After he broke with Rome, Henry VIII had the three images of Christ removed and replaced with three royal saints to emphasize the king’s role as head of the Church of England. These miniature figures were St. Edmund, St. Edward the Confessor, and Henry VI – who was promoted as a saint and martyr by the Tudors until the end of the 16th century.
“The very thought that Henry VIII used to wear this figure in his crown on his head over 500 years ago when he was the most powerful man in the land is just mind-blowing,” Duckett told Crux.
“I found out that he had three jewels specially made to be added to the state crown because of the Reformation as he split from the Catholic Church … Henry wanted everyone to know that he was more powerful than the Church,” he said.
“I can still hardly believe that I have found this magnificent royal piece in a humble farmer’s field near Market Harborough,” he added.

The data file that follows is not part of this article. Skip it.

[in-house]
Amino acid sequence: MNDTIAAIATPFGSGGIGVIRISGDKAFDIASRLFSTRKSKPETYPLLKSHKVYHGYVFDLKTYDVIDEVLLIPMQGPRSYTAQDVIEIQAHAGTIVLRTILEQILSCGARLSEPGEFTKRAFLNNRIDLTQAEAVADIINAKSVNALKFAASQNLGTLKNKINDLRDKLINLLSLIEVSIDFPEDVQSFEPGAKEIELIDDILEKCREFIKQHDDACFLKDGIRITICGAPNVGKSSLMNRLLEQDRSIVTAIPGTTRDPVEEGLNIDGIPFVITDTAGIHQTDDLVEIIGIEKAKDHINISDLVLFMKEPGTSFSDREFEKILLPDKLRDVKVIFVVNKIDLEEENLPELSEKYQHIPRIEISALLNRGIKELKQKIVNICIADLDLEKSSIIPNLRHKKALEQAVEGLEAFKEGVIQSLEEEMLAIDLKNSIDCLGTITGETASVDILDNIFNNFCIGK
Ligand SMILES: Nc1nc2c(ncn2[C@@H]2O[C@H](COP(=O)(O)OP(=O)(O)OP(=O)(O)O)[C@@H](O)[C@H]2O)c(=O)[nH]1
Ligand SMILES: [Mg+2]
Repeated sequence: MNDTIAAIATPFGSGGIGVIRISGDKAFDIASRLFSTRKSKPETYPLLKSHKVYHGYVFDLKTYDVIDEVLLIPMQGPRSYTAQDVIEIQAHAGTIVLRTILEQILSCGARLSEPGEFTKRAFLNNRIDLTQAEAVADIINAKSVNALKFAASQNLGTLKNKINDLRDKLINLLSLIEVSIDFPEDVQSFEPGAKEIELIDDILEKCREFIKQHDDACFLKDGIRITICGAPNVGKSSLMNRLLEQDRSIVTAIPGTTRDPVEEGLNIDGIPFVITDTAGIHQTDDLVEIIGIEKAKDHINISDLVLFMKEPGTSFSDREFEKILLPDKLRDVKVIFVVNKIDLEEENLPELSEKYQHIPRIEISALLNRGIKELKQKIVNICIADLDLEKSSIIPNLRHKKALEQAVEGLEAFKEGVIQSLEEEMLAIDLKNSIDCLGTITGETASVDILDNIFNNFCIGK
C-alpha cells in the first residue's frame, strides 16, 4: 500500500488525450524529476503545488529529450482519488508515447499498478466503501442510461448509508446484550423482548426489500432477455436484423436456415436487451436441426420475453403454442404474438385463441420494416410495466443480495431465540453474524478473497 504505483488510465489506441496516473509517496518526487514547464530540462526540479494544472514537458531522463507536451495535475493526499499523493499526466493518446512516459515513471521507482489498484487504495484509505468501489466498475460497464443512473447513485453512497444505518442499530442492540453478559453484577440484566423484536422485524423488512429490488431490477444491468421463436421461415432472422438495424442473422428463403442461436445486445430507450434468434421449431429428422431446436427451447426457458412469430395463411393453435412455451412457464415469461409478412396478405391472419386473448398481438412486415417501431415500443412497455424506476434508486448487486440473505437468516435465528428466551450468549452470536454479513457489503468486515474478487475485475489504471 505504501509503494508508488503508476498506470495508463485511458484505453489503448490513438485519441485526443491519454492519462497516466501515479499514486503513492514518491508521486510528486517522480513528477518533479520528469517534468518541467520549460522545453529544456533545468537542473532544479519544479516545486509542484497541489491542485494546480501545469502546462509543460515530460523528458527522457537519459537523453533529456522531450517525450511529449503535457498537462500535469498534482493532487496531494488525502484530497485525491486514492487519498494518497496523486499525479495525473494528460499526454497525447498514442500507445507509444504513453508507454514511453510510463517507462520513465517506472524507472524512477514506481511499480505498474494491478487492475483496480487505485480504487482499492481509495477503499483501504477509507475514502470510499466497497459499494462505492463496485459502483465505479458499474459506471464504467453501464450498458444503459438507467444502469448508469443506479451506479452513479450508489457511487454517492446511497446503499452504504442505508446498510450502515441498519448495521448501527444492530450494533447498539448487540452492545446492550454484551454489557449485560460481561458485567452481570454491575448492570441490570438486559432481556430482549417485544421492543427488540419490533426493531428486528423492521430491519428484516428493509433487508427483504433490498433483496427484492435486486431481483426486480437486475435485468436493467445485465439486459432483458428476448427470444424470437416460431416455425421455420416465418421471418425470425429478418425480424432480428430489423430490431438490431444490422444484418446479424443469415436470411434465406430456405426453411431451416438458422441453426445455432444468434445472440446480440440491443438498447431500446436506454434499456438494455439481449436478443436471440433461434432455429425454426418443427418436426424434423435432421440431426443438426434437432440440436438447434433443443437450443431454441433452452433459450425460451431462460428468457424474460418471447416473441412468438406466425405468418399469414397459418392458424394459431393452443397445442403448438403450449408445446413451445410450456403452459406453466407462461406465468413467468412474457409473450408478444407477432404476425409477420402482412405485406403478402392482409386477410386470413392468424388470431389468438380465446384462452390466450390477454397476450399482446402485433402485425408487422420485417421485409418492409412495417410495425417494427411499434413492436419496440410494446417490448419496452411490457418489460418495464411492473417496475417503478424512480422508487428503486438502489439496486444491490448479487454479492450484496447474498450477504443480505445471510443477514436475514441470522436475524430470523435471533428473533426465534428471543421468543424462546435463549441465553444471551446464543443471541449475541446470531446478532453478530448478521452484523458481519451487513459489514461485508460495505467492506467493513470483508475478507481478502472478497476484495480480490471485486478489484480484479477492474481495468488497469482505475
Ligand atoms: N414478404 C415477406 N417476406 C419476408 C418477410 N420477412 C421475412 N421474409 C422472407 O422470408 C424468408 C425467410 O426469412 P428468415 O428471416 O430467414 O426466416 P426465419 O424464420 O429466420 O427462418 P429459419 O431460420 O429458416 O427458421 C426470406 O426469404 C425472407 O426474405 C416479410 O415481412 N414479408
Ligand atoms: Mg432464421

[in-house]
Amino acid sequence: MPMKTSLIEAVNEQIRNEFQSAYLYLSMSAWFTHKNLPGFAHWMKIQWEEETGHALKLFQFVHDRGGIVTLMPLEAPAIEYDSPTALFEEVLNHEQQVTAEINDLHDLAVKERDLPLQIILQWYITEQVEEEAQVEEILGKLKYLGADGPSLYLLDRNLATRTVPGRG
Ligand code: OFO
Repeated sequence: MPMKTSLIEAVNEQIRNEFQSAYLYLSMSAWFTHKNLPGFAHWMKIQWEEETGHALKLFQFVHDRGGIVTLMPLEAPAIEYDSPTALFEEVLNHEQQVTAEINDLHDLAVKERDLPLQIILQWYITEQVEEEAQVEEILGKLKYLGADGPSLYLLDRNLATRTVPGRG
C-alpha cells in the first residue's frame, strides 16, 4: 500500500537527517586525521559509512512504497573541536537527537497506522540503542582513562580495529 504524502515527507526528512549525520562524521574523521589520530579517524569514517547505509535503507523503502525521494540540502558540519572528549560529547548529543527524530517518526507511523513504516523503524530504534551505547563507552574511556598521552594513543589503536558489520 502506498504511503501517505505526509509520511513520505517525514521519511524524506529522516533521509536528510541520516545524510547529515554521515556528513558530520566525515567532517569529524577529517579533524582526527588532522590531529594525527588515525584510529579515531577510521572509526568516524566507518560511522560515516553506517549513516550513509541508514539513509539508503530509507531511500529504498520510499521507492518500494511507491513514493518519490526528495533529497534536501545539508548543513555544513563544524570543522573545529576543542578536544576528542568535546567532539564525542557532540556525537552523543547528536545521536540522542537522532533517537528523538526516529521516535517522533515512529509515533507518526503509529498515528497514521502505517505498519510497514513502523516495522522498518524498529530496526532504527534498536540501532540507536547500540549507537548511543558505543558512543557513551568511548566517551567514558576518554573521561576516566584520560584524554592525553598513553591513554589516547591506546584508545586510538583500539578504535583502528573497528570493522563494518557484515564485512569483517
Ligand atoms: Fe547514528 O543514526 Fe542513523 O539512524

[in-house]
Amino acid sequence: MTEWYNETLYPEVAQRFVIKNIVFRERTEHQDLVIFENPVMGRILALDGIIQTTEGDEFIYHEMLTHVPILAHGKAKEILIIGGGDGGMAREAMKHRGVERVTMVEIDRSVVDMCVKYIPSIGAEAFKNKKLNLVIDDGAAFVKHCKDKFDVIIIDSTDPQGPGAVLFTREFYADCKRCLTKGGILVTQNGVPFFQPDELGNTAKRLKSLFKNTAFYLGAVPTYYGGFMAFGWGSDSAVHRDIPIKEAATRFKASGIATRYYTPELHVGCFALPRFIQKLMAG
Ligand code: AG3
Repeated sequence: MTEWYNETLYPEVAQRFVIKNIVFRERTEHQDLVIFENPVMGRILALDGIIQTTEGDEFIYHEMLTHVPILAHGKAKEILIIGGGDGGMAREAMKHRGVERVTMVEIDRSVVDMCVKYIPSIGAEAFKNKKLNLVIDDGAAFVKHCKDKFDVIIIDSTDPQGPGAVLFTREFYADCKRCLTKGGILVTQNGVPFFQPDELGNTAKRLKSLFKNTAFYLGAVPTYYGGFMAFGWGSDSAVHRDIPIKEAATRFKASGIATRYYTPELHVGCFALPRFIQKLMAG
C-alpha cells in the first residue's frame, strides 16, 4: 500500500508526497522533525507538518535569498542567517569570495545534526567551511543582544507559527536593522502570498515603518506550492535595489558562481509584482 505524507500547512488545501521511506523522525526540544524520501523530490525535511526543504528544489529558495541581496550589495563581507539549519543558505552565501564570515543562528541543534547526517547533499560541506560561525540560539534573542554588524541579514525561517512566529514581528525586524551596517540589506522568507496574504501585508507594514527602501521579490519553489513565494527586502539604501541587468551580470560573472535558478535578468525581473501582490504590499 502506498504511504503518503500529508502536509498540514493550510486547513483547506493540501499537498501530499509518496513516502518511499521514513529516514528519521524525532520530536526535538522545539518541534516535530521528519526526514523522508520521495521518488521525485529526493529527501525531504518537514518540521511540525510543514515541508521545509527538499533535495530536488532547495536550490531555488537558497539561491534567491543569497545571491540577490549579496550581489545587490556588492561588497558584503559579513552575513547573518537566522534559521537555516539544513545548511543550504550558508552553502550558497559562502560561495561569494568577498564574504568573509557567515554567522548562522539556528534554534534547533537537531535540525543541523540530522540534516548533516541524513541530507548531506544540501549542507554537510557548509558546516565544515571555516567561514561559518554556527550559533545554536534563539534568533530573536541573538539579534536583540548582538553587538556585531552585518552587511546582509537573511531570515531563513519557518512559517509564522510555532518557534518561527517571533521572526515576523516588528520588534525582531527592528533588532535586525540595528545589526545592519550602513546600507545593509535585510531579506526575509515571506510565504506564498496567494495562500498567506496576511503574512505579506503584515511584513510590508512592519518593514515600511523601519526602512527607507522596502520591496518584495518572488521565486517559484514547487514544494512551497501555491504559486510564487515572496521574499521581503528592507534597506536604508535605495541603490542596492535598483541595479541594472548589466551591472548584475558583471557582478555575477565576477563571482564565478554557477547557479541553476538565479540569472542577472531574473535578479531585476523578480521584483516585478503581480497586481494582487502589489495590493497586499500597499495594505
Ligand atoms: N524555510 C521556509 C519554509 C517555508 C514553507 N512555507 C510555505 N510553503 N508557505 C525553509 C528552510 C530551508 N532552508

Which is the second mystery of the treasure hunter’s discovery.
Market Harborough – on the southern tip of the county of Leicestershire and about 18 miles from the city of Leicester – was where the army of Charles I spent the night before the Battle of Naseby on June 14, 1645.
Charles was known to still have the Tudor crown, and a 1631 royal portrait by Daniel Mytens features it.
Charles and his Cavalier supporters lost to the Parliamentarian forces – popularly known as “Roundheads” – leading to the king’s eventual execution and the 5-year rule of Oliver Cromwell before the monarchy was restored under his son Charles II.
Historian Leanda de Lisle, an expert on Charles I, said the crown could have been part of the royal treasure taken with the king, and the miniature sculptures could have been removed before the crown was eventually melted down.
“It was found near the flight path of the Battle of Naseby where Charles I was defeated by Roundhead forces and this piece could have got lost in the chaos of the aftermath of the battle,” she told ITV News.
However, Mike Ingram – a local historian who heads the Naseby Battlefield Project –says it is “highly unlikely” there is a connection between the figurine and the decisive battle of the English Civil War.
“It is unlikely Charles came this way in the rout. His path would have been blocked by Parliamentarian cavalry and dragoons (according to) contemporary accounts of the battle,” he told Crux.